Happy Father’s Day! I got to spend today riding to Denali National Park with my dad…but let’s not jump too far ahead.
There was lots of construction around the dorm that we stayed in last night. As a result, we parked our bikes in a lot across the street. My dad got up this morning to move the bike closer to the building to load it. He tried to get back into the building and his cardkey didn’t work! He stood under our window and yelled till I heard him – I went downstairs and let him in. While we were down there, we gave my key a shot. It didn’t work either! Apparently they didn’t program our keys properly. At least we didn’t go out at the same time – it would have been a bit of a walk to get to the office.
My bike fell over again today – this time I wasn’t even on it! I was rocking it up onto the center stand so I could check the oil. I didn’t quite get enough momentum to get it up on the stand. When it rocked forward, the front wheel was turned away from me, and I slowly let the bike down to the ground. Bummer.
We rode the Parks Highway from Fairbanks to Denali NP today. It was a great day for a motorcycle ride – blue skies and warm. The road had a 65 mph speed limit, and had plenty of corners to keep it interesting. There were a few construction zones but nothing too scary.
There was a big line to register for a campsite. Probably took us 45 minutes to get through it. On our way to the campground after registering, my tire pressure monitor alarm went off. My rear tire was down to 26psi and slowly falling (ok it was at 24 when I stopped a couple of minutes later). Popped the bike on the center stand (didn’t push it over this time). Spun the rear wheel around, and this is what I saw.
That doesn’t look very good. Unloaded my toolkit and grabbed a pair of pliers to pull it out. Well, it kept coming, and coming, and coming. The stupid thing has to be about 4” long. it appears to be some kind of restraining pin.
It also left a pretty gnarly large hole in my tire. Good thing I have tubeless tires – I could repair it in place. I grabbed my handy dandy plug kit and went to work. I’ve never done this before, so it got kinda interesting. Every time I tried to pull the plug tool away from the plug, I kept pulling the plug all the way out…well I read the directions a little better and figured it out after the 3rd or 4th try. This has got to be just about the largest hole I can fix with the plugs that I have. Here is the plug sticking out, before I trimmed it down to the tread.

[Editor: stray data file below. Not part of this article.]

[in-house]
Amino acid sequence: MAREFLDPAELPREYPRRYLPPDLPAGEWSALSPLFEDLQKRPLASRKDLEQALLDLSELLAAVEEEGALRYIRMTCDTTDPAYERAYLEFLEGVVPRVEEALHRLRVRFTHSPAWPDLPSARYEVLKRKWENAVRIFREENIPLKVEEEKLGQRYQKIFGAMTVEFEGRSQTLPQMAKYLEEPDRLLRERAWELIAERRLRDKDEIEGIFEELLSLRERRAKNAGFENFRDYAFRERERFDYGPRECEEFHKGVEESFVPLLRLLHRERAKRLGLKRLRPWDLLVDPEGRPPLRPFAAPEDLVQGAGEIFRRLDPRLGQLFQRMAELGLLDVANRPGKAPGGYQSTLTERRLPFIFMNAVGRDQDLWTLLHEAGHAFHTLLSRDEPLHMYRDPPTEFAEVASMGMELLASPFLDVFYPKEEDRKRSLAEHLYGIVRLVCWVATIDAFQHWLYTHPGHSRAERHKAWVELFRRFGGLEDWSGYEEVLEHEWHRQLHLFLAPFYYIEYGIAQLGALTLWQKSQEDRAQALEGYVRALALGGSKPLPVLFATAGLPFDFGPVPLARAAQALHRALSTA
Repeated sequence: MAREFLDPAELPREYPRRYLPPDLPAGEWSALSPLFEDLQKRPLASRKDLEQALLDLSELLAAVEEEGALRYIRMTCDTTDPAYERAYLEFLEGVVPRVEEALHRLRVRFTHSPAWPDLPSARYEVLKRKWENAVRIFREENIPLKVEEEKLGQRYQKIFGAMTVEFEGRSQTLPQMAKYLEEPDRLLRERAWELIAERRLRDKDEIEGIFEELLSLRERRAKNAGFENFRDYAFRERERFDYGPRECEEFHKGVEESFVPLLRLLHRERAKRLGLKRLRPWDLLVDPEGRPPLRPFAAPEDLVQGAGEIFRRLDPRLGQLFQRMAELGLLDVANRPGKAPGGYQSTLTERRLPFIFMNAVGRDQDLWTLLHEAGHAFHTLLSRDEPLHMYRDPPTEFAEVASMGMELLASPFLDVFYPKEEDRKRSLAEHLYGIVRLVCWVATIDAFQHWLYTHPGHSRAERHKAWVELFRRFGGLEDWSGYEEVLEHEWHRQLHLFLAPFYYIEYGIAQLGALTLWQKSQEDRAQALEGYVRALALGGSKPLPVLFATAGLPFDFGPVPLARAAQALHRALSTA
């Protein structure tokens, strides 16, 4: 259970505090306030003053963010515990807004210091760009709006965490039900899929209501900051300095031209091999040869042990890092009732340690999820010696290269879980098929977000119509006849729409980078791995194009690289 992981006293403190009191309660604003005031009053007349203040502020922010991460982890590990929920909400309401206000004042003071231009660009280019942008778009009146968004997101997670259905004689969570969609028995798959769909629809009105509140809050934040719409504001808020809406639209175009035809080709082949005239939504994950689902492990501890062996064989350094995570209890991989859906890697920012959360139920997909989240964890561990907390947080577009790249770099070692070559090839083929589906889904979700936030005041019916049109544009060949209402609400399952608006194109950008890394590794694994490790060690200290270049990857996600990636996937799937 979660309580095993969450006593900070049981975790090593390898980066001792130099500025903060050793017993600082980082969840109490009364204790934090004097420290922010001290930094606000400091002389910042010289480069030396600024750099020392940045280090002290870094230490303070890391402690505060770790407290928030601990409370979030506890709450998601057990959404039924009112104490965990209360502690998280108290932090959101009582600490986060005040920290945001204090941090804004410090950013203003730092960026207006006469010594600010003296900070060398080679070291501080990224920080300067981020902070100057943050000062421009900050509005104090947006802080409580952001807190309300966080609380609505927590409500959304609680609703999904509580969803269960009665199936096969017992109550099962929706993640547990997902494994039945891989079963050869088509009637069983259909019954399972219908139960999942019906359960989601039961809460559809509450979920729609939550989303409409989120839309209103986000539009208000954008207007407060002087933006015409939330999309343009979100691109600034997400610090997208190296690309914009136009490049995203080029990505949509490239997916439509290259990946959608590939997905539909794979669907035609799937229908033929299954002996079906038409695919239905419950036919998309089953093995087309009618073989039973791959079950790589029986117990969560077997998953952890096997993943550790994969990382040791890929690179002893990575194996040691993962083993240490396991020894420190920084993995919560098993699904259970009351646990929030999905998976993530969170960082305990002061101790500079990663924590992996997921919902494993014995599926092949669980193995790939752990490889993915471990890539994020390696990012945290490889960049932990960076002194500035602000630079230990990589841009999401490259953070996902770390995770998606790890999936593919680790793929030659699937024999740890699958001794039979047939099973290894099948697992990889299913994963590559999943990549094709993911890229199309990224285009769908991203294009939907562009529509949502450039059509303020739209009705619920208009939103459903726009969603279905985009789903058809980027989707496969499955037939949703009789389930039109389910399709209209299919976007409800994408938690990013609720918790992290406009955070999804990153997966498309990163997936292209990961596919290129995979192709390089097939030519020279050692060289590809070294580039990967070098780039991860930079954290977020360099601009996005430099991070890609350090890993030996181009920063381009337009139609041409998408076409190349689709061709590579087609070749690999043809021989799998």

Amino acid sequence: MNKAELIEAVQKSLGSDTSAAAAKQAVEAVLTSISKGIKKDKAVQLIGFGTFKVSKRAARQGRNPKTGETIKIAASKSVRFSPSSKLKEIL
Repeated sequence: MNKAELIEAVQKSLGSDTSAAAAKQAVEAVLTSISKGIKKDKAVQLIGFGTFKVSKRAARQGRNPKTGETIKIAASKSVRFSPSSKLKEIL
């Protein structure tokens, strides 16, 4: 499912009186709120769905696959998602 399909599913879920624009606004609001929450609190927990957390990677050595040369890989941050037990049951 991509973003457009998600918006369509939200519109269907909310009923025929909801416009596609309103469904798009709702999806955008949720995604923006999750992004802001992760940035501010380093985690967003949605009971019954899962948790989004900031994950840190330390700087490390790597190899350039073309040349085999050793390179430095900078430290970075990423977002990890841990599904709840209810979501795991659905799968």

I took the bike for a short test ride, and the plug seems to be holding ok.
Once we were settled into camp, we went to the store to make bus reservations for tomorrow. You can’t actually drive into the park very far on your own, you have to take some kind of tour bus. They have several different options – we decided on the cheap option. No tour guide, but we can get on and off the busses where ever we like. On the way to making the reservations, a fellow camper pulled us aside and asked if we wanted to see a moose. One was bedded down right near their campsite. I got out my zoom lens and took a picture without getting too close.
Our tour bus departs from the Wilderness Information Center. We didn’t know it’s exact location, so we walked over to check it out. It isn’t too far away, maybe a 10 minute walk from our campsite. While there, we watched a movie about the construction of the park. Really, I did stay awake for most of it.
Back at the campsite, we have cell service. So, I called the charter boat company in Homer and finalized our halibut trip for Friday. We could go on Thursday, but they didn’t have any openings. We gave them my cell phone number in case they have cancellations.